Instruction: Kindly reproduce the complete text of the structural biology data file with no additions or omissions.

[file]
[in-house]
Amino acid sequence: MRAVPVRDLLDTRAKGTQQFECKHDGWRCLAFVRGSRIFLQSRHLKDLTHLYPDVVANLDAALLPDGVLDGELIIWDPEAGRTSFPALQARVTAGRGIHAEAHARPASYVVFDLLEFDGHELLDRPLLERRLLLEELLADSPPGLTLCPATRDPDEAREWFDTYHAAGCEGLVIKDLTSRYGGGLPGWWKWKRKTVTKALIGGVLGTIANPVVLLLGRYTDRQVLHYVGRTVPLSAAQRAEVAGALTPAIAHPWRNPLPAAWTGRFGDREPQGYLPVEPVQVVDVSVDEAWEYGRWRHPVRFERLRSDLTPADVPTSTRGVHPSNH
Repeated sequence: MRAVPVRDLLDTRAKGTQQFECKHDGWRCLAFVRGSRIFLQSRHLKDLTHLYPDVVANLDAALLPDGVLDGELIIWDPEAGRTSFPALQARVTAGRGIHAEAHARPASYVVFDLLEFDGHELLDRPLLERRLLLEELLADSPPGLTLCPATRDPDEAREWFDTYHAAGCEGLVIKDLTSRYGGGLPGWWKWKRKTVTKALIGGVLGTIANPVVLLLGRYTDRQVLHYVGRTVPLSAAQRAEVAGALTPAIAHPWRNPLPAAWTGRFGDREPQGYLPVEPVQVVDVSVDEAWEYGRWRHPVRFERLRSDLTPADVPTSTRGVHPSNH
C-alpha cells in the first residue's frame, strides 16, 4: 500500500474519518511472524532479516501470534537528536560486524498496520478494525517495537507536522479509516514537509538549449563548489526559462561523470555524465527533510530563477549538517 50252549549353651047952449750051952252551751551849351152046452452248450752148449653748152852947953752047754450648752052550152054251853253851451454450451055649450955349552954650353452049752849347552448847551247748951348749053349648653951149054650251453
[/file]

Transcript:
[in-house]
Amino acid sequence: MRAVPVRDLLDTRAKGTQQFECKHDGWRCLAFVRGSRIFLQSRHLKDLTHLYPDVVANLDAALLPDGVLDGELIIWDPEAGRTSFPALQARVTAGRGIHAEAHARPASYVVFDLLEFDGHELLDRPLLERRLLLEELLADSPPGLTLCPATRDPDEAREWFDTYHAAGCEGLVIKDLTSRYGGGLPGWWKWKRKTVTKALIGGVLGTIANPVVLLLGRYTDRQVLHYVGRTVPLSAAQRAEVAGALTPAIAHPWRNPLPAAWTGRFGDREPQGYLPVEPVQVVDVSVDEAWEYGRWRHPVRFERLRSDLTPADVPTSTRGVHPSNH
Repeated sequence: MRAVPVRDLLDTRAKGTQQFECKHDGWRCLAFVRGSRIFLQSRHLKDLTHLYPDVVANLDAALLPDGVLDGELIIWDPEAGRTSFPALQARVTAGRGIHAEAHARPASYVVFDLLEFDGHELLDRPLLERRLLLEELLADSPPGLTLCPATRDPDEAREWFDTYHAAGCEGLVIKDLTSRYGGGLPGWWKWKRKTVTKALIGGVLGTIANPVVLLLGRYTDRQVLHYVGRTVPLSAAQRAEVAGALTPAIAHPWRNPLPAAWTGRFGDREPQGYLPVEPVQVVDVSVDEAWEYGRWRHPVRFERLRSDLTPADVPTSTRGVHPSNH
C-alpha cells in the first residue's frame, strides 16, 4: 500500500474519518511472524532479516501470534537528536560486524498496520478494525517495537507536522479509516514537509538549449563548489526559462561523470555524465527533510530563477549538517 50252549549353651047952449750051952252551751551849351152046452452248450752148449653748152852947953752047754450648752052550152054251853253851451454450451055649450955349552954650353452049752849347552448847551247748951348749053349648653951149054650251453